Rise Up, In Service

Nausheen Rajan is a Pakistani American Ismaili Muslim. She speaks about how she kept her culture within her American upbringing and the importance of getting her community involved in the civic and social politics.  Nausheen is an Alumnus of the MALA Young Leaders Fellowship program. 

I think my story starts before me. It starts with my parents and their immigration to the U.S, their stories as individuals, and how they had their own experiences that shaped their values and the values they gave to me.  My father immigrated to the U.S when he was 19 from Karachi, Pakistan. He was the first in his family to immigrate out here. When he came here he had only $100 in his pocket and quickly had to figure out how to make ends meet. He found himself in 3 separate jobs, like working as a chauffeur or a janitor. He often mentions he would sleep in his car at night to make it to the next job and get ready at McDonalds. Your typical hard working  immigrant.  My mom immigrated here when she was 11 with her siblings and her parents, so she was quite young.  Like my father, she had to start working at an early age, so my parents met and they got married. They were located in McAllen, Texas, for a little bit, where they got pregnant with me. Then they moved to Pensacola, Florida, where I was born.

I think that’s where my story truly begins, with them and their hard work, their sacrifices, their values. I felt like I lived in two different worlds. I think a lot of children of immigrants feel that way. The world at home with my parents and my community, and the world at school and friends outside of my community. The experiences I was having as an individual,  as a young person growing up here. The first in my family to go through these experiences and the  school system here, they often comforted each other you know.  I think one thing I will say about my parents is that they are very understanding. Even if they didn’t quite understand everything, they understand the importance of the need for integration of sorts or to find a way to be fluid in both cultures and navigate them the way I needed to. But not strictly in one or the other because they wanted  to make sure that I grew up with the values that they had. And I grew up with the culture that they were familiar with, as well. I carry that sense of identity with me because I think a lot of immigrants feel that once they move here they feel loss of identity and connection  back home. I think we really want to have the same experiences or things that they had as well, the positives about it.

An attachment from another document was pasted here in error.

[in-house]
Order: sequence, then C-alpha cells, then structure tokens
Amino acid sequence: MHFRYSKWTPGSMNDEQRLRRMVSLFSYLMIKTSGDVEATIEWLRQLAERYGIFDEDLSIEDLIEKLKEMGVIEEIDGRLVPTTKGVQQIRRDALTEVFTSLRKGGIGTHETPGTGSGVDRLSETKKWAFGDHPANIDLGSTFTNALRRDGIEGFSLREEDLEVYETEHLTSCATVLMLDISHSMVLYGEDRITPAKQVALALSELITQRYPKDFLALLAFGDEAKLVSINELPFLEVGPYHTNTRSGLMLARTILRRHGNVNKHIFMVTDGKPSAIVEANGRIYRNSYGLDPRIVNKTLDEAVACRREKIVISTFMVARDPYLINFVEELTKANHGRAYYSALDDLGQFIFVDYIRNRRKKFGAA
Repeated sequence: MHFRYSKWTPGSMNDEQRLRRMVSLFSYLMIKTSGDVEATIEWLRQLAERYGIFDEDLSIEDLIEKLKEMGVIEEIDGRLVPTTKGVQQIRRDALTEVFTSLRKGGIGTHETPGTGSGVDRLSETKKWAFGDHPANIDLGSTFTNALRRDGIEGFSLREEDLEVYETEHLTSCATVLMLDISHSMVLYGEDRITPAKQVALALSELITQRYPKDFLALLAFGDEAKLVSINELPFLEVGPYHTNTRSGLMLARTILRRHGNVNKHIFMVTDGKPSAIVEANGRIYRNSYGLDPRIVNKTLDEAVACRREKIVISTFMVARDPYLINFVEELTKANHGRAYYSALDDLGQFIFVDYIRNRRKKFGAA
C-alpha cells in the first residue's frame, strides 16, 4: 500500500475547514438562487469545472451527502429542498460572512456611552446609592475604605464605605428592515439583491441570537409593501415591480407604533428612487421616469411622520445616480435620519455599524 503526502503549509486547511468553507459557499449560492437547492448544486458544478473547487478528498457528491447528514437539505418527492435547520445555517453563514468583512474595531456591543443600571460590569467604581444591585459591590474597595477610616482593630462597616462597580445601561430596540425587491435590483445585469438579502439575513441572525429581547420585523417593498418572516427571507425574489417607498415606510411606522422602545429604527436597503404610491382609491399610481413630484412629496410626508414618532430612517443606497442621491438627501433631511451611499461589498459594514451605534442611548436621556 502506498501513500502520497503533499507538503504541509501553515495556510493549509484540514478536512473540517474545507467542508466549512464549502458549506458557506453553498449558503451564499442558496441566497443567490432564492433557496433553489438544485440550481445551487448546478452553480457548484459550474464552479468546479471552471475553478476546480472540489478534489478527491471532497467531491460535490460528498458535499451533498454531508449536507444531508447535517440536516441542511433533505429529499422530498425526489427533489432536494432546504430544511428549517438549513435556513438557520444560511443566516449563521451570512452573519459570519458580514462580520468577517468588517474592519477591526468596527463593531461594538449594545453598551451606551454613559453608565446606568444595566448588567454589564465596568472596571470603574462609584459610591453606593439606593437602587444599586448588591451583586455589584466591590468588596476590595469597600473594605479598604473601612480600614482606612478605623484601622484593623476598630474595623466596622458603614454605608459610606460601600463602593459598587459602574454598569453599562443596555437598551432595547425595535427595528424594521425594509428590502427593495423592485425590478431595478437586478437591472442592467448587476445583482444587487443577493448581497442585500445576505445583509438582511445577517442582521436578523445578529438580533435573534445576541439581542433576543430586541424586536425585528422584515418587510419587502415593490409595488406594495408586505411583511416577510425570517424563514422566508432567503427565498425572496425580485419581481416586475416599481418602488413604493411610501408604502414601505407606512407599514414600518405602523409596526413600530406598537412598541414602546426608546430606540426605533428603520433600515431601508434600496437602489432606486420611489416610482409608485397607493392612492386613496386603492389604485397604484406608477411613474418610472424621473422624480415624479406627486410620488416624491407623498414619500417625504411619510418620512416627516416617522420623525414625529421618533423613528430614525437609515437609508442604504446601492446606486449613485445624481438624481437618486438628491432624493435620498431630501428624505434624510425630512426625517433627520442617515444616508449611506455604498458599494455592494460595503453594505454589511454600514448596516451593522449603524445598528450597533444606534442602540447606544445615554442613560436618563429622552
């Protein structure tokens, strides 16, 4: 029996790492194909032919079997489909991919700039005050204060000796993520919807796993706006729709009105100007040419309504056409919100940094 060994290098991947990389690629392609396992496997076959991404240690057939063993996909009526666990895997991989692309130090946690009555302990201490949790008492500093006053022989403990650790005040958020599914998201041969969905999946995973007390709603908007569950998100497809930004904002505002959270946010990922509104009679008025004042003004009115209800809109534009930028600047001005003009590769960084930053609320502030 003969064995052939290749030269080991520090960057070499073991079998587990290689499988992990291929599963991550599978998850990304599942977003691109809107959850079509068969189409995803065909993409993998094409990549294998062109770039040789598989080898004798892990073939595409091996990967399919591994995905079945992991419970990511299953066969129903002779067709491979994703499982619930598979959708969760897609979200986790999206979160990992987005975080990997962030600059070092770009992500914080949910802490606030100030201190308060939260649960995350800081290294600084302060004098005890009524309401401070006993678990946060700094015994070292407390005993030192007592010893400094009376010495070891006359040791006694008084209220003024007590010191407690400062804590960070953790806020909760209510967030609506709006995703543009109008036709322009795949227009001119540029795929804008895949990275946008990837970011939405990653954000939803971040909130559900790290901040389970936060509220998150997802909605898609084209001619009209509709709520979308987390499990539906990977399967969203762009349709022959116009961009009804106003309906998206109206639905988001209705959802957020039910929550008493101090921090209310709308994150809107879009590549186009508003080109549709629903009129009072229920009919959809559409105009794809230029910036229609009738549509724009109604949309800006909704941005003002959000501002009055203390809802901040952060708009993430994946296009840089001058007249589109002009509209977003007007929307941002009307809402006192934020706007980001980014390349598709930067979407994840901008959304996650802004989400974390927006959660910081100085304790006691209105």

When I’m busy, I’m busy because I really care about the things I’m involved in. I put all of myself into everything I do. I, before starting grad school, got super involved in activating my Muslim community to get out to vote. This was just something that a friend and I had discussed. I had DM’ed her on Instagram, “Hey why don’t we organize some trainings, like a proper training led for Ismaili Muslims, by Ismaili Muslims, becoming organizers in our community.” Because we have so many assigned Muslims in the United States.” We say that we’re a minority within a minority.

This is an important part of our faith, we grow up learning to serve not only our community but the community beyond just our community. We’re told to uphold our democratic principles and be agents of change, engaging in a civically minded sense. There has to be a community we can create out of this that can be a space for Ismaili Muslims. That was just a genuine want and desire to do something and it turned into what it turned into. Which was phenomenal and so happy that there was now a community where Ismaili Muslims can turn to when they wanna get involved and remain politically engaged. That wasn’t just something I did to figure out how to stay busy, I just really wanted to open up a path to other Ismaili Muslims who were thinking the same way or found the barriers to access this or even think about getting involved. And suddenly we made it easier for that to happen.

I truly feel like it takes a few people coming together to do something and expand those opportunities for everyone else. I just consider myself blessed and extremely lucky to be in this position or have found myself in this position to do what I do.

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